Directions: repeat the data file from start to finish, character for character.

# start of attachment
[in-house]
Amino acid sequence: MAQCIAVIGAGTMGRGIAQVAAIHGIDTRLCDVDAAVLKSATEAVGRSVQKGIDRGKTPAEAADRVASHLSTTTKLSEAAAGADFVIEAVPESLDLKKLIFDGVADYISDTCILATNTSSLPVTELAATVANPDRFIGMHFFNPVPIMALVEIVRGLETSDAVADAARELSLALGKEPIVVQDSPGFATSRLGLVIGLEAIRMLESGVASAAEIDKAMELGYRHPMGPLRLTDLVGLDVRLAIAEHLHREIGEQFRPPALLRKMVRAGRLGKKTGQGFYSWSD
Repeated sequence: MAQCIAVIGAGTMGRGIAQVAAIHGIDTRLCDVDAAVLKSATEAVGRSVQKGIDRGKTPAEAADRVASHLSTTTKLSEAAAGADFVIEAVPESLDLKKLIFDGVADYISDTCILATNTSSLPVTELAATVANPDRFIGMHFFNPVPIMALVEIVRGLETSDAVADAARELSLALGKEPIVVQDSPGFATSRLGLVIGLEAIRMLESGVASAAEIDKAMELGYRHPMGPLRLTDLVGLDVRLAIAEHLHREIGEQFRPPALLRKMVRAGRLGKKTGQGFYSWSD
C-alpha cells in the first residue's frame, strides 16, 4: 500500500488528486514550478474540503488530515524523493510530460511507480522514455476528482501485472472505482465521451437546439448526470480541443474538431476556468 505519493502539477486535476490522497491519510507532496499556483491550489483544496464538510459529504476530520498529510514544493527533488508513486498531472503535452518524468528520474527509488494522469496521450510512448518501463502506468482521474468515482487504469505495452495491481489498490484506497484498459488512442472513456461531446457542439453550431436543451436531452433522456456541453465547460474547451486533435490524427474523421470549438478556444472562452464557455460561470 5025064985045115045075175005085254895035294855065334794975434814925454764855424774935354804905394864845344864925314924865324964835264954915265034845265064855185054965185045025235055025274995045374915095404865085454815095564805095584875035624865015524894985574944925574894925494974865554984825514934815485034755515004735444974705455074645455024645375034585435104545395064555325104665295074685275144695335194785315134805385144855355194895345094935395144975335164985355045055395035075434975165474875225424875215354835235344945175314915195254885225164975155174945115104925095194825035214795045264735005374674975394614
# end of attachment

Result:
[in-house]
Amino acid sequence: MAQCIAVIGAGTMGRGIAQVAAIHGIDTRLCDVDAAVLKSATEAVGRSVQKGIDRGKTPAEAADRVASHLSTTTKLSEAAAGADFVIEAVPESLDLKKLIFDGVADYISDTCILATNTSSLPVTELAATVANPDRFIGMHFFNPVPIMALVEIVRGLETSDAVADAARELSLALGKEPIVVQDSPGFATSRLGLVIGLEAIRMLESGVASAAEIDKAMELGYRHPMGPLRLTDLVGLDVRLAIAEHLHREIGEQFRPPALLRKMVRAGRLGKKTGQGFYSWSD
Repeated sequence: MAQCIAVIGAGTMGRGIAQVAAIHGIDTRLCDVDAAVLKSATEAVGRSVQKGIDRGKTPAEAADRVASHLSTTTKLSEAAAGADFVIEAVPESLDLKKLIFDGVADYISDTCILATNTSSLPVTELAATVANPDRFIGMHFFNPVPIMALVEIVRGLETSDAVADAARELSLALGKEPIVVQDSPGFATSRLGLVIGLEAIRMLESGVASAAEIDKAMELGYRHPMGPLRLTDLVGLDVRLAIAEHLHREIGEQFRPPALLRKMVRAGRLGKKTGQGFYSWSD
C-alpha cells in the first residue's frame, strides 16, 4: 500500500488528486514550478474540503488530515524523493510530460511507480522514455476528482501485472472505482465521451437546439448526470480541443474538431476556468 505519493502539477486535476490522497491519510507532496499556483491550489483544496464538510459529504476530520498529510514544493527533488508513486498531472503535452518524468528520474527509488494522469496521450510512448518501463502506468482521474468515482487504469505495452495491481489498490484506497484498459488512442472513456461531446457542439453550431436543451436531452433522456456541453465547460474547451486533435490524427474523421470549438478556444472562452464557455460561470 5025064985045115045075175005085254895035294855065334794975434814925454764855424774935354804905394864845344864925314924865324964835264954915265034845265064855185054965185045025235055025274995045374915095404865085454815095564805095584875035624865015524894985574944925574894925494974865554984825514934815485034755515004735444974705455074645455024645375034585435104545395064555325104665295074685275144695335194785315134805385144855355194895345094935395144975335164985355045055395035075434975165474875225424875215354835235344945175314915195254885225164975155174945115104925095194825035214795045264735005374674975394614